Montana wildlife commission pursues more aggressive wolf-killing

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Trapping puts other species at risk, raises stakes unnecessarily

HELENA, Mont. (July 12, 2012) – Montana Fish, Wildlife and Parks (FWP) Commission approved changes to the 2012-2013 wolf hunting regulations today that will allow widespread wolf trapping, triple the number of wolves an individual can kill in a single season, and eliminate hunt quotas across nearly the entire state.

The following is a statement from Mike Leahy, Rocky Mountain director for Defenders of Wildlife:

“Montanans already live with 13,000 black bears and 3,500 cougars, so there’s no reason we can’t learn to live with 650 wolves as well. Sharing the landscape with these animals is an important part of life in the West and what makes Montana so special.

 “We’re disappointed to see Montana focusing on reducing the wolf population instead of maintaining it. Montana was a bright star in the region, showing everyone what a balanced, incremental approach to wolf management looked like. Now they’re moving to kill hundreds more wolves unnecessarily when there is no legitimate need to do so.

“Trapping wolves could have serious impacts to rare, non-target species, including lynx and wolverine. Livestock losses to wolves were at a five-year low in 2011, so using that issue as a justification for this unnecessary program is disingenuous. Instead, FWP should prioritize using cost-effective nonlethal tools to reduce livestock conflicts.”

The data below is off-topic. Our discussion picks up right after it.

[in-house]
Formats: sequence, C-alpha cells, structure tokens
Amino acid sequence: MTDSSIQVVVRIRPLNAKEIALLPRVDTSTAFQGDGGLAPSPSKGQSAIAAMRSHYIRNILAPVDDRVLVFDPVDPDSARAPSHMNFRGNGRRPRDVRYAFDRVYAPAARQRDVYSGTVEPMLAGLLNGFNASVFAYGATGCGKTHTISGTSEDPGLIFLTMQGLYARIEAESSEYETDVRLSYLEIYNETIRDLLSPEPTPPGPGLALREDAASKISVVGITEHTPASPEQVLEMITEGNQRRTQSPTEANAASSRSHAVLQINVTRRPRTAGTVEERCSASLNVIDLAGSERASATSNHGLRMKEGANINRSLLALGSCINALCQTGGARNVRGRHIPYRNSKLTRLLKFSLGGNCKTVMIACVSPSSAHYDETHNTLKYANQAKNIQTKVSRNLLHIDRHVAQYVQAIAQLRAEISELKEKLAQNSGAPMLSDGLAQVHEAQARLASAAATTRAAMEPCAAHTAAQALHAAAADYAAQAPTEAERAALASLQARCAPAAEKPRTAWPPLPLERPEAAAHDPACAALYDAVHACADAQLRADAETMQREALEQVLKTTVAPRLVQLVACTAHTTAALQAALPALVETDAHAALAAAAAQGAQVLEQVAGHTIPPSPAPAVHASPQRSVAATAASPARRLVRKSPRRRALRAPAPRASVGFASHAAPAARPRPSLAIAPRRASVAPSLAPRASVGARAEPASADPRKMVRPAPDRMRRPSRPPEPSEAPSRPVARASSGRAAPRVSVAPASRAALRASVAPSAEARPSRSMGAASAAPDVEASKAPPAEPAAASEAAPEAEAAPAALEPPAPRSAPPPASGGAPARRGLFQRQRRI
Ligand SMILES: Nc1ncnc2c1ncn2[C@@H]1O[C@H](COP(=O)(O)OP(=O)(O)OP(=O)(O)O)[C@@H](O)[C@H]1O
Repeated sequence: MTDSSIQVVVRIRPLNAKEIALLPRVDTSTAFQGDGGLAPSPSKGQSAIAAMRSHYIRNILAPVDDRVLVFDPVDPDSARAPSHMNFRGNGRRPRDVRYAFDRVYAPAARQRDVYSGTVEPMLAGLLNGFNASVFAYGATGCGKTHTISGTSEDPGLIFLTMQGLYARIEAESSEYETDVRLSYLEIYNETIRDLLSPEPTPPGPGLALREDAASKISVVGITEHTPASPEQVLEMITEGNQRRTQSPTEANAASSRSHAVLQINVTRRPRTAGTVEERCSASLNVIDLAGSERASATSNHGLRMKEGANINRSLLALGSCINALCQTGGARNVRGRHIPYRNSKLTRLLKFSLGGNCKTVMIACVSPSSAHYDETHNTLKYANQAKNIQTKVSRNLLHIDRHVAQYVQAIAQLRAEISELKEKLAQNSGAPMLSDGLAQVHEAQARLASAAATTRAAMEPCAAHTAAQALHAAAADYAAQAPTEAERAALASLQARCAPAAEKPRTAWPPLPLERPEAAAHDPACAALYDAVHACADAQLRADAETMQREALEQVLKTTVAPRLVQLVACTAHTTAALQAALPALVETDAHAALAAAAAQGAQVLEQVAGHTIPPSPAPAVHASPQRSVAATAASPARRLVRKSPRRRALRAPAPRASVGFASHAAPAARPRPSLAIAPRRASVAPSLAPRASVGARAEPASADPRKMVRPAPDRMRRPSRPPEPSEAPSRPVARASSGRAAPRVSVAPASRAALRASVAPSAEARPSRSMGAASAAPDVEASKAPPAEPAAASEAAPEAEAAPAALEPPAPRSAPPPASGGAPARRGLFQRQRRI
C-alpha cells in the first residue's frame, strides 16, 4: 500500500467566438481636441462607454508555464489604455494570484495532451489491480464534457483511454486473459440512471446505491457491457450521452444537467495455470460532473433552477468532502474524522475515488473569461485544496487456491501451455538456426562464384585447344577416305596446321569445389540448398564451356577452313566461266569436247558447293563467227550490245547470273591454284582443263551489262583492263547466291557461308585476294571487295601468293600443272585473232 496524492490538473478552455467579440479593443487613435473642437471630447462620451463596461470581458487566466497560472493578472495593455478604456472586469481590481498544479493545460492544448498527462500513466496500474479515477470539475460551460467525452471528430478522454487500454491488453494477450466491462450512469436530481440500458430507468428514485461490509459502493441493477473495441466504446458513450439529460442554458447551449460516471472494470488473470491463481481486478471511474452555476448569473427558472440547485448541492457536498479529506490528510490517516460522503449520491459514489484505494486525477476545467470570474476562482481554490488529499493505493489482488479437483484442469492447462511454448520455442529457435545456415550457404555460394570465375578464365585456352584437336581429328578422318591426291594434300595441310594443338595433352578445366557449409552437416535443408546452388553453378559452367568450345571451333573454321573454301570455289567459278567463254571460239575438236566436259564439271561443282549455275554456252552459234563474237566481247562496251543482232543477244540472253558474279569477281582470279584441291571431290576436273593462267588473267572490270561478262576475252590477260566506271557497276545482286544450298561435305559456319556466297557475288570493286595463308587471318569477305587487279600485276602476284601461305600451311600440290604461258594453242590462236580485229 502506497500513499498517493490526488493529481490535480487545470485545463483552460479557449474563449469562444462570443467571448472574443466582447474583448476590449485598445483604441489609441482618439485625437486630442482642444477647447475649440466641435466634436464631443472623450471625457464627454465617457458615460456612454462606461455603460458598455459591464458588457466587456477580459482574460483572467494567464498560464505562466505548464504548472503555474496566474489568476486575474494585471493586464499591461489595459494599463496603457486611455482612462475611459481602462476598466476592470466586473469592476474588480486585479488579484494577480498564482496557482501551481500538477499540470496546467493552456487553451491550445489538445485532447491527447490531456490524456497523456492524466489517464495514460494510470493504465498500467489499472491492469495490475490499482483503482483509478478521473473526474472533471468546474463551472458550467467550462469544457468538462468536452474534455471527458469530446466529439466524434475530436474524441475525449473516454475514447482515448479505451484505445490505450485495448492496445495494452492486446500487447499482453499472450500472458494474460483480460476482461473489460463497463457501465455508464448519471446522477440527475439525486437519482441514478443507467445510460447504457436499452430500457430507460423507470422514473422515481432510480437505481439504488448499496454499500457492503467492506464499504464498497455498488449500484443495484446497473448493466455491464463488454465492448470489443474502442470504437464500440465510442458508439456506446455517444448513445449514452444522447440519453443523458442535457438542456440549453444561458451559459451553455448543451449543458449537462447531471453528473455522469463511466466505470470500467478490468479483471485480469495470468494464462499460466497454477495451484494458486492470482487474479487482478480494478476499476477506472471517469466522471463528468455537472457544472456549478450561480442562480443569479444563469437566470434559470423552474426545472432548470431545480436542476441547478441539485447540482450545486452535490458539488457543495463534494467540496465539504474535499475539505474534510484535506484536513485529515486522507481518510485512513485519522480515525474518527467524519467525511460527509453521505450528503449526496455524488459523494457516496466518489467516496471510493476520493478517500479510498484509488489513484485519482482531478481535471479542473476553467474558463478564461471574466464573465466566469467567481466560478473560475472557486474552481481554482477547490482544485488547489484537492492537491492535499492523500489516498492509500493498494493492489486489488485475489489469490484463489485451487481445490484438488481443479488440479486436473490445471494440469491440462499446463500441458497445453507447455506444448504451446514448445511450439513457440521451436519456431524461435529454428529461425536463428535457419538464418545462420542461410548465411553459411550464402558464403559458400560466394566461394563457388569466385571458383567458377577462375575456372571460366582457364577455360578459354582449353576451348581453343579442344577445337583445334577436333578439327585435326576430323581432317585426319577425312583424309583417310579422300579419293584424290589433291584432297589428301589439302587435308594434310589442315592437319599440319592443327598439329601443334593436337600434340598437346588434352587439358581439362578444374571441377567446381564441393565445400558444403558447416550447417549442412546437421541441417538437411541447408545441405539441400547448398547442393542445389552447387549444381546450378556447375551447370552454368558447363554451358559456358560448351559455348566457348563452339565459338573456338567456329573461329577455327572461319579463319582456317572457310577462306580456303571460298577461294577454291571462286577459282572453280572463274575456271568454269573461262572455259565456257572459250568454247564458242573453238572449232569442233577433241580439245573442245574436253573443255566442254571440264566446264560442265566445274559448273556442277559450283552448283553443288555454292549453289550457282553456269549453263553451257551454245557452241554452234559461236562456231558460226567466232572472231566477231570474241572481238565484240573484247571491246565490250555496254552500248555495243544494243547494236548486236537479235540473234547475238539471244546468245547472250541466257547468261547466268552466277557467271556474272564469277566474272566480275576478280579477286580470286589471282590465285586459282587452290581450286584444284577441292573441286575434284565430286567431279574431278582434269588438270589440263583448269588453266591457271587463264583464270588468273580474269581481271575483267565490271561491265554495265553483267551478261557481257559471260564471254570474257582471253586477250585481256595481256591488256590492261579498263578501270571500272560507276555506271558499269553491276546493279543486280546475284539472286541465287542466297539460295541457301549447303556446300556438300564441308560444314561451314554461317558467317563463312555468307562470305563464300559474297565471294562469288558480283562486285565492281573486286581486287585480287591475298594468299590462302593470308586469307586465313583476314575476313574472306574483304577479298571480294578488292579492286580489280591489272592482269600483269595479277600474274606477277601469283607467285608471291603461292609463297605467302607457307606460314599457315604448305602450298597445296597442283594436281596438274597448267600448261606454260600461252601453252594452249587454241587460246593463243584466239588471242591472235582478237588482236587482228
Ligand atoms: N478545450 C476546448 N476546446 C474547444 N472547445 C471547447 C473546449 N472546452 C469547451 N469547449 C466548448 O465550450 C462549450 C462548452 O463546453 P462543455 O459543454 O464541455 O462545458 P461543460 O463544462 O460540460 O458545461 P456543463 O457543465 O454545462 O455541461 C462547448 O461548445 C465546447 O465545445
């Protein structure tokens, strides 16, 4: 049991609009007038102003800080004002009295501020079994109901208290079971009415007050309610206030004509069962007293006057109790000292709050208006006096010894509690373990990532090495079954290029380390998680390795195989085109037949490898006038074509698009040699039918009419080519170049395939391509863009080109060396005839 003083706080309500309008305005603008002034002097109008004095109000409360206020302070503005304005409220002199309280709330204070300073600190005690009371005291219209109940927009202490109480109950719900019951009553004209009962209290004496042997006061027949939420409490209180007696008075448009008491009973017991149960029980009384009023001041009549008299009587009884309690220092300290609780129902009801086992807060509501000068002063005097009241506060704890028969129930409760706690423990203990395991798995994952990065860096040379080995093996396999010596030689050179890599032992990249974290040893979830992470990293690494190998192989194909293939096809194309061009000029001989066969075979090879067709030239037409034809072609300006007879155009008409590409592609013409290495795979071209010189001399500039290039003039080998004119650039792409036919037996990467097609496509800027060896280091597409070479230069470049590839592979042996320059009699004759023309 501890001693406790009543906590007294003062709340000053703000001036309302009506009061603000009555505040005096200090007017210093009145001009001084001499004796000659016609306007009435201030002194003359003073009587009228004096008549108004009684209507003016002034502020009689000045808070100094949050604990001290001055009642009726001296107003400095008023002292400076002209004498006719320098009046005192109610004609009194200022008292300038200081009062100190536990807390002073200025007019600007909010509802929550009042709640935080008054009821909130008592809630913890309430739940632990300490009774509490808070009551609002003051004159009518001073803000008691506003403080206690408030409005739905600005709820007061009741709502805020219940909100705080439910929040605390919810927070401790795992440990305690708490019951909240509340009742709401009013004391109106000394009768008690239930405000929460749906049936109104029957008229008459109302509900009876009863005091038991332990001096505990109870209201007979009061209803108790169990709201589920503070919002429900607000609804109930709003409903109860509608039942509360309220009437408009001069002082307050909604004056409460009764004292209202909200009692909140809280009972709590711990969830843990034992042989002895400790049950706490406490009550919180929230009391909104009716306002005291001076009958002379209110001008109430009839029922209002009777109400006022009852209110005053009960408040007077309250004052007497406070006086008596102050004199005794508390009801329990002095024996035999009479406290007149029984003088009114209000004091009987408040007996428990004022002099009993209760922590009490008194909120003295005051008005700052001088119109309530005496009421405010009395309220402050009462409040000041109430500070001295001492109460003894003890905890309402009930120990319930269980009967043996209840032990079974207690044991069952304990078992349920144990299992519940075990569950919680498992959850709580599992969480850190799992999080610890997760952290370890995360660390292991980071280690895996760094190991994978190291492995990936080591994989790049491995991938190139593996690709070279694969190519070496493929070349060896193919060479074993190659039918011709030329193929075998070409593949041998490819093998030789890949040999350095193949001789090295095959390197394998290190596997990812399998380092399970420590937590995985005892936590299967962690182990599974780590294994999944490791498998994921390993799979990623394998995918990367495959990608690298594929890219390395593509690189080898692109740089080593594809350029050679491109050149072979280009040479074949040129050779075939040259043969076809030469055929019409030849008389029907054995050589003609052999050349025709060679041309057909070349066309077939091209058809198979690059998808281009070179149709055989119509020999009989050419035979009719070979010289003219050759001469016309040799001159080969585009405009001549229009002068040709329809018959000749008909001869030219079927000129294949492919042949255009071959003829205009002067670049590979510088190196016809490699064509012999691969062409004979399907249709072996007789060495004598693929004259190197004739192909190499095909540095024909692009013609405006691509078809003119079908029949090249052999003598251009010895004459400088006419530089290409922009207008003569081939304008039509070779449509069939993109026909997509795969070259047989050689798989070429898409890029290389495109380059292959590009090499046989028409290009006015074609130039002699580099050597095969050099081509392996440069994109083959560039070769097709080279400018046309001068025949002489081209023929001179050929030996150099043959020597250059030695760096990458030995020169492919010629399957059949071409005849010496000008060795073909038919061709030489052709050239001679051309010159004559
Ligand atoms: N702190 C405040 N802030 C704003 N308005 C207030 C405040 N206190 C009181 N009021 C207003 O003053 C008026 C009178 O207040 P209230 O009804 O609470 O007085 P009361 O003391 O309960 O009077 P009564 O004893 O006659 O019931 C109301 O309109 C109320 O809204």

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Links:

Learn more about Defenders efforts to protect wolves in the Northern Rockies

Get the latest news on Northern Rockies’ wolves on Defenders blog

See Montana’s wolf hunt regulations

Contact:
Mike Leahy, 406-586-3970, mleahy@defenders.org
John Motsinger, 202-772-0288, jmotsinger@defenders.org

Defenders of Wildlife is dedicated to the protection of all native animals and plants in their natural communities. With more than 1 million members and activists, Defenders of Wildlife is a leading advocate for innovative solutions to safeguard our wildlife heritage for generations to come. For more information, visit www.defenders.org.

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Photo: Joel Sartore
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